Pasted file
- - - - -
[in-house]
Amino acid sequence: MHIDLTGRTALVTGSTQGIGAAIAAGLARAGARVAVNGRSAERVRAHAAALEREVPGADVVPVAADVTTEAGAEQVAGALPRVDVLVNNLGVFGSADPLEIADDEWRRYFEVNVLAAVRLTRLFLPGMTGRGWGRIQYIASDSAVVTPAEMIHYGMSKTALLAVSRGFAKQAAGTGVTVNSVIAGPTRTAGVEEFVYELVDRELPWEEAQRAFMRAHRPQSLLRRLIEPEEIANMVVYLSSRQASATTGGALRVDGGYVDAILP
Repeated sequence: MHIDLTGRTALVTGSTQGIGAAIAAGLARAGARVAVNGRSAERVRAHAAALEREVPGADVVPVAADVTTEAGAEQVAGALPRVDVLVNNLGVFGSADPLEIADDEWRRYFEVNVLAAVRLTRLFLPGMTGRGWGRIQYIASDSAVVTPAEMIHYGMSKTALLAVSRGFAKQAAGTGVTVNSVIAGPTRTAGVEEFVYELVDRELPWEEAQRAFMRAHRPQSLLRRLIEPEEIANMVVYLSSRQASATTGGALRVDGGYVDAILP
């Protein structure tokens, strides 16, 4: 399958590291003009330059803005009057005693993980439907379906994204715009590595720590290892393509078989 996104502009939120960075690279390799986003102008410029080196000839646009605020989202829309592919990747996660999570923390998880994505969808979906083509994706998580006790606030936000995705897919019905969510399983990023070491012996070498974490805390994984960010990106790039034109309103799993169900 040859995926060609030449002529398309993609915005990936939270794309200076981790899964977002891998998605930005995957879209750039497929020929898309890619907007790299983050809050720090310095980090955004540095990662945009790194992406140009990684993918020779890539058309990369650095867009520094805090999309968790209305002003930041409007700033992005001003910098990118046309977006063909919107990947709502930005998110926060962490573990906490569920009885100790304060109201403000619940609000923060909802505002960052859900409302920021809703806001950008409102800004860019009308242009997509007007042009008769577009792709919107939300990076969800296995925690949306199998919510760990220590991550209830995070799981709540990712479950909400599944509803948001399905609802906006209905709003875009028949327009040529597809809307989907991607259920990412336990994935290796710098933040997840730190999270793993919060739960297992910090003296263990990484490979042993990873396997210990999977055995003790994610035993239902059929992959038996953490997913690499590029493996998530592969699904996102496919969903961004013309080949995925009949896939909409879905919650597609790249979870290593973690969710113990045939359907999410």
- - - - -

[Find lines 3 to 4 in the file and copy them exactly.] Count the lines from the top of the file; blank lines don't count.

Repeated sequence: MHIDLTGRTALVTGSTQGIGAAIAAGLARAGARVAVNGRSAERVRAHAAALEREVPGADVVPVAADVTTEAGAEQVAGALPRVDVLVNNLGVFGSADPLEIADDEWRRYFEVNVLAAVRLTRLFLPGMTGRGWGRIQYIASDSAVVTPAEMIHYGMSKTALLAVSRGFAKQAAGTGVTVNSVIAGPTRTAGVEEFVYELVDRELPWEEAQRAFMRAHRPQSLLRRLIEPEEIANMVVYLSSRQASATTGGALRVDGGYVDAILP
């Protein structure tokens, strides 16, 4: 399958590291003009330059803005009057005693993980439907379906994204715009590595720590290892393509078989 996104502009939120960075690279390799986003102008410029080196000839646009605020989202829309592919990747996660999570923390998880994505969808979906083509994706998580006790606030936000995705897919019905969510399983990023070491012996070498974490805390994984960010990106790039034109309103799993169900 040859995926060609030449002529398309993609915005990936939270794309200076981790899964977002891998998605930005995957879209750039497929020929898309890619907007790299983050809050720090310095980090955004540095990662945009790194992406140009990684993918020779890539058309990369650095867009520094805090999309968790209305002003930041409007700033992005001003910098990118046309977006063909919107990947709502930005998110926060962490573990906490569920009885100790304060109201403000619940609000923060909802505002960052859900409302920021809703806001950008409102800004860019009308242009997509007007042009008769577009792709919107939300990076969800296995925690949306199998919510760990220590991550209830995070799981709540990712479950909400599944509803948001399905609802906006209905709003875009028949327009040529597809809307989907991607259920990412336990994935290796710098933040997840730190999270793993919060739960297992910090003296263990990484490979042993990873396997210990999977055995003790994610035993239902059929992959038996953490997913690499590029493996998530592969699904996102496919969903961004013309080949995925009949896939909409879905919650597609790249979870290593973690969710113990045939359907999410």